First, to compare and visualize the location and extent of manually and automatically detected drylines, dryline frequencies at each grid point over all of the April–June 2007–11 cases (both dryline and nondryline days) are displayed in Fig. 6. From Fig. 6, it is very clear that the automated dryline detection algorithm identifies drylines much more frequently than the manual detection procedure. However, the areas over which the automated algorithm identifies drylines most frequently—an axis from western Texas and Oklahoma to southwestern Kansas—matches quite well with the higher frequencies from the manual dryline identification. The overdetection in the automated algorithm is related to several factors. First, as discussed in the previous section, the algorithm often extends drylines farther than the manual procedures. Second, the algorithm often identifies other boundaries connected to the dryline, such as cold fronts and outflow boundaries, as part of the dryline. Finally, despite the many steps that were taken to prevent the algorithm from detecting nondryline boundaries, these spurious detections were still identified as drylines quite frequently.
To quantify the skill of the automated detection algorithm, Fig. 7 displays POD, FAR, and CSI as a function of the radius of influence (ROI). Although the POD is relatively low at the grid scale (~0.68), it rises sharply with increasing ROI and is greater than 0.90 at ROIs ≥8 km with an asymptote of about 0.95. This result implies that, when accounting for small spatial errors, the automated detection algorithm correctly identifies about 95% of the manually identified drylines. On the other hand, the FAR is very high at the grid scale (~0.85), but falls slightly with increasing ROI. The FAR appears to asymptote at about 0.70, which implies that, when accounting for small spatial errors, about 70% of automatically detected drylines do not correspond to a manually detected dryline. This result is consistent with Fig. 6, which clearly shows the overdetection of drylines.
b. Application and assessment of a machine learning algorithm
To address the issue of overdetection by the dryline identification algorithm, random forests (Breiman 2001) were applied to the automatically detected drylines using the Waikato Environment for Knowledge Analysis (WEKA; Hall et al. 2009) toolkit. RFs are a machine learning technique that uses an ensemble of decision trees (another machine learning structure) to output a predictand for a given sample. Decision trees are generally formed by recursively splitting their training dataset along an attribute threshold chosen to maximize the reduction of information remaining in the dataset. The process is repeated until a predictand is selected or too few samples remain. For application to the automatically detected drylines, each dryline point is assigned a probability that it corresponds to a manually detected dryline. Each decision tree in the RFs is perturbed by denying it access to certain attributes during its creation. As applied herein, the RF uses 100 trees with a maximum depth of 5.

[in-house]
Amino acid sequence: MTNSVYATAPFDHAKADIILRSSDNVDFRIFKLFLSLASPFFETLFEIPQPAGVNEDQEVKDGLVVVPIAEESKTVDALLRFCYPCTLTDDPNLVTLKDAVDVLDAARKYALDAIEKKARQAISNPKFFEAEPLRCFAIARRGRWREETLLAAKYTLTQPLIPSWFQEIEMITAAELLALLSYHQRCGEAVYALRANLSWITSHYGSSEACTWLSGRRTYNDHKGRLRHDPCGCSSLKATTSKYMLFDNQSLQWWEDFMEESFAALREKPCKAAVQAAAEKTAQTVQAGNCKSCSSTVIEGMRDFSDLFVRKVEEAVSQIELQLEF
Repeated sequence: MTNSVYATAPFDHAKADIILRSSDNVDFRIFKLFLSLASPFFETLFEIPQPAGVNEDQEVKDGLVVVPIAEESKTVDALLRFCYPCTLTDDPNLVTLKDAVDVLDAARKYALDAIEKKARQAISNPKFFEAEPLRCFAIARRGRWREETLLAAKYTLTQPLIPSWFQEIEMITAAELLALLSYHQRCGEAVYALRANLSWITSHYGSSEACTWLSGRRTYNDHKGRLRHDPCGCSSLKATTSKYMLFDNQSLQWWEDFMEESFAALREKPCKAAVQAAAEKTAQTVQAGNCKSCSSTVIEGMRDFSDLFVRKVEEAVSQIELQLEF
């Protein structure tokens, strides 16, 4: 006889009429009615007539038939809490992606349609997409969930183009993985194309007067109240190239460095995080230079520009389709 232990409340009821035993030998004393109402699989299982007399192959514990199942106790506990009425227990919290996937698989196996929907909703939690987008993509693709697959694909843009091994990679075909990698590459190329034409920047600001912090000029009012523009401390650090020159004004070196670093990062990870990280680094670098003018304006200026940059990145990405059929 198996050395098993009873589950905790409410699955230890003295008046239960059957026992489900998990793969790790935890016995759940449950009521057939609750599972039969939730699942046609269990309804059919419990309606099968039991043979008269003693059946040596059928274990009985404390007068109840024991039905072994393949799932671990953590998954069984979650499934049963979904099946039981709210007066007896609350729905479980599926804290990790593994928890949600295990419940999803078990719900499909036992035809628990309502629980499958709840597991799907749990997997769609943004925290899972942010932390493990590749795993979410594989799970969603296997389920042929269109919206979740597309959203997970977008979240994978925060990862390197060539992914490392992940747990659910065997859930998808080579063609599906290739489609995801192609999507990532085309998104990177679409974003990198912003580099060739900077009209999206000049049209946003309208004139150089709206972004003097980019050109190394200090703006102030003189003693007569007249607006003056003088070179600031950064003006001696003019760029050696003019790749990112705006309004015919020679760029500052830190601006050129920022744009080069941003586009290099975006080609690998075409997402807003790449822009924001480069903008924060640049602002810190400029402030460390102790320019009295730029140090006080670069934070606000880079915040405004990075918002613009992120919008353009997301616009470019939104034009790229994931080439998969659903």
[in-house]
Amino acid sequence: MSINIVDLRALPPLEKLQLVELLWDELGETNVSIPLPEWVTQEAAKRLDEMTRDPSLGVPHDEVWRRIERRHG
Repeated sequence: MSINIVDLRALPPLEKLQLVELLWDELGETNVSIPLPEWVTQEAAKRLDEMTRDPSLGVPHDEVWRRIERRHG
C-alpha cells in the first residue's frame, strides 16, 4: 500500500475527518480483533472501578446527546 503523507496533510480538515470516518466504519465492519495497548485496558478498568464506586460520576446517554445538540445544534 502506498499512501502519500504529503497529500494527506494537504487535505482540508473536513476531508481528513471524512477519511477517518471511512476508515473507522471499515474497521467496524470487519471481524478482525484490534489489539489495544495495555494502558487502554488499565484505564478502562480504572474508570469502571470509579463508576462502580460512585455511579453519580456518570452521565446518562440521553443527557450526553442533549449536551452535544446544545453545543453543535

The RF technique was chosen for three reasons. First, the structure of RFs is well suited for classification (although they can be applied to regression problems). Second, the importance of the attributes being provided to the RF is unknown. There has been no assessment of how useful each may be to classification; however, the perturbations of the RF’s component decisions trees, combined with the algorithm’s ensemble approach to prediction, enable the technique to handle unimportant attributes without significant impact. Finally, the decision trees of RFs are human readable, which allows for easier understanding of the selection process formed by the learning algorithm and subsequent examination of the underlying causes of its selections (i.e., why certain attribute–threshold combinations were or were not important).
The performance of RFs is commonly assessed using cross validation. The full dataset is broken into n subsets under the assumption that the contained samples are independent. The RF is then trained (i.e., created) on n − 1 of the subsets and tested (i.e., its performance is assessed) on the remainder. However, this method cannot be used here as any two sample points may be drawn from neighboring locations on the same dryline, which breaks the independence assumption. Therefore, a single training dataset and a single testing dataset are used. The training dataset consists of the April–June 2007–11 cases analyzed in the previous section, while the testing dataset consists of cases from the period April–June 2012. To form the training dataset, repeated selections of random points within randomly selected drylines from the automated dryline algorithm were made. A total of 219 attributes were assessed, including pressure, moisture, and thermal variables. Variances of variables along the boundary using a number of distance thresholds were also assessed, along with dry and moist sector values of variables, which were found by using the specific humidity gradient orientation as a proxy for dryline orientation. The process was repeated until 10 000 points were sampled from both automatically detected drylines that corresponded to a manually detected dryline and those that did not correspond to a manually detected dryline. Then, the automated dryline detection algorithm was applied to the testing dataset with and without the RF.